One of the three most common questions we get from a potential client is, “How much do you charge for your property management services?”
This article will help you better understand the most common fees you may be charged. Knowing this information will help you make the best decision on which property manager to hire. But, it is only one part of the equation.
There are several other questions you will want to ask a potential property manager.
Before we begin, understand that there are as many fee structures as there are property managers. But most property managers will not charge ALL of these fees.
Let’s take a look at the most commonly charged fees from property managers.
This is pretty much the fee EVERY property manager charges.
It can be based on a percentage of the monthly rent (i.e. 10%) or a flat fee regardless of the amount of rent. Most managers charge this fee when the home is occupied and you are receiving rent.
Some managers will charge this fee when the property is vacant as well.
Depending on the demand of the market, some managers charge a leasing fee. We’ve seen markets with high renter demand, where the leasing fee is less or non-existent.
But in a normal market to low renter demand market, a leasing fee is very typical. How much can depend on the manager. Some range from a flat $250 to one month’s rent.
Property managers spend quite a bit of time attempting to renew the leases of current tenants.
In exchange for this increased time and effort, some managers charge a lease renewal fee. This fee can range from a percentage of the rent through a flat fee.
When something breaks, a property manager goes into action.
The maintenance up-charge is typically for taking on the liability of having the work performed correctly. Some managers charge a 10% up-charge when using a trusted vendor. This up-charge is usually for managing the vendors quality of work and timeliness to get the job done.
If a property manager has an in-house maintenance department (like we do), there will not be an up-charge. They will charge a market rate for labor and materials.
Some states, including Alabama and Tennessee, the property manager also takes on the liability of paying worker’s compensation if the vendor does not have any.
This may also go to reimburse the property manager for that added liability.
Many property management companies include this in their management fee, but some break it out.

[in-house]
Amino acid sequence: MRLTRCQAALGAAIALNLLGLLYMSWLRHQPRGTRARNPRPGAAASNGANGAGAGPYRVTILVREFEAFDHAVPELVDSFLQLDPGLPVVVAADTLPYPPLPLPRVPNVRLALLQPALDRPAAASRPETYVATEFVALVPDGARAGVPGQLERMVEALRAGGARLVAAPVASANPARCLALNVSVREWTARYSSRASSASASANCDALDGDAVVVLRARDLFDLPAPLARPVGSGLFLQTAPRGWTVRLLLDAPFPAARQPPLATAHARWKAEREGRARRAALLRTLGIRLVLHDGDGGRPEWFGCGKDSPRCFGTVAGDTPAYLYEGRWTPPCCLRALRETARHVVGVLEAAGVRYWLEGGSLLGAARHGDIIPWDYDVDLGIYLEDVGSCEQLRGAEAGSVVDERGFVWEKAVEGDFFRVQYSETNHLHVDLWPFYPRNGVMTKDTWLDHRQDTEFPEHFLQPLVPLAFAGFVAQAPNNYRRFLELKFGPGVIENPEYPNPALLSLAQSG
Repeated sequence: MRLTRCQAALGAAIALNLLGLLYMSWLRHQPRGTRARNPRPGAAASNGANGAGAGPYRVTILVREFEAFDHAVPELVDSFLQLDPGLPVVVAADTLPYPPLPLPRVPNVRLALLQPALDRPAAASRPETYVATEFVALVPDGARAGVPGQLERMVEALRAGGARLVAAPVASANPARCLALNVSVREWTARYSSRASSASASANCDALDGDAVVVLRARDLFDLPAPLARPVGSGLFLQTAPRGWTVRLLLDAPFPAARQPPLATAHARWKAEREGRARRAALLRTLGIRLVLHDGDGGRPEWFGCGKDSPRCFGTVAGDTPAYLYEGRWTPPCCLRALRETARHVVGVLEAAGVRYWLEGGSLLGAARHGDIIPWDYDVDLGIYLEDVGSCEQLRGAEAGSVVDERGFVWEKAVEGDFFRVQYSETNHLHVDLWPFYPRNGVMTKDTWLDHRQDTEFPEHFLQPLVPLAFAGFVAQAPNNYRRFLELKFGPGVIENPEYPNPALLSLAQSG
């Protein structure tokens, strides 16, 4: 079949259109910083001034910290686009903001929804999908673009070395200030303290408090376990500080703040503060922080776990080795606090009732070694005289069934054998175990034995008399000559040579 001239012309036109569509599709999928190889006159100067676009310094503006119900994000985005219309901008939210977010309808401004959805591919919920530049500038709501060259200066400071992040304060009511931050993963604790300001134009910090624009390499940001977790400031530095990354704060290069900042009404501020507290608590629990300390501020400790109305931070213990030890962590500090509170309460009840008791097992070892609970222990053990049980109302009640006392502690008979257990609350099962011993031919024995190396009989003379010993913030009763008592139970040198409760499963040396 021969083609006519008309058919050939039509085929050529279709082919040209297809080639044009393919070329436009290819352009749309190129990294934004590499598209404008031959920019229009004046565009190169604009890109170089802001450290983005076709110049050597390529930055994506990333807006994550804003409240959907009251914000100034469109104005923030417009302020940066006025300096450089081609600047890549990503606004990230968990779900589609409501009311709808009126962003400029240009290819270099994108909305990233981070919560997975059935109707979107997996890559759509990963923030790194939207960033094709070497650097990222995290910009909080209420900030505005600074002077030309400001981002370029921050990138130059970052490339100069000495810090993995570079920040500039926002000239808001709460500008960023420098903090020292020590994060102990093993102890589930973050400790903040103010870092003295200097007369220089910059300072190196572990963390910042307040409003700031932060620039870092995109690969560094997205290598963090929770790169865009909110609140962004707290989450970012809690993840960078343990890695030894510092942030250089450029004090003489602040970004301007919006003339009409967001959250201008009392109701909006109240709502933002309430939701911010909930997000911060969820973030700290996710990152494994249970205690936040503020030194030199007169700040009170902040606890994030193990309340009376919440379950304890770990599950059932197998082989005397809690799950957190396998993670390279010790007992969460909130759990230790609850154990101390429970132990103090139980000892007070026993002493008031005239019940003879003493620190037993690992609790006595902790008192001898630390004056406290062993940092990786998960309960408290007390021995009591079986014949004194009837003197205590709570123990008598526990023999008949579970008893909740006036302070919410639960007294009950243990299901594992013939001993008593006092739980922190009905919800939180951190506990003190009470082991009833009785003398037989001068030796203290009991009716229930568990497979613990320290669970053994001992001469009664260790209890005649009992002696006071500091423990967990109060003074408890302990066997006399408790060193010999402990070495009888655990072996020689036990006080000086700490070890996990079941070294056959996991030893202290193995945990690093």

Typically those that break it out are providing a more valuable service – probably a report with pictures.
If property management feels like you are being “nickeled and dimed”, you’re right!
Unlike the traditional real estate transaction of a sale (which has a huge windfall for the agent at the end), the property management business makes money little bits and pieces at a time.
So why should you hire a manager?
A professional manager has screened thousands of tenants and has heard twice that many excuses for bad credit or why they didn’t pay their last landlord. Homeowners without this experience can get suckered into sob stories and allow people to move into their home that shouldn’t be there.
The last 15 years have seen a marked increase in the law that governs how the relationship between landlord and tenant is handled.
If you aren’t up to date on these laws, then you could make decisions that could have a negative impact if you and your tenant get sideways on an issue – like paying rent.
One of the most underrated benefits a professional manager offers is insulation from the emotion of situations.
Anytime you are dealing with someone’s house and money, they tend to get emotional – on both sides.
A property manager will help you objectively look at the situation and make an informed decision without the decision killer of emotion involved. This could save you thousands.
As a property manager myself, I can tell you that the managers in our industry earn our fees. I highly suggest hiring one, whether it is us or someone else.
If you have any questions for us about what fees we charge, then please feel free to reach out to us.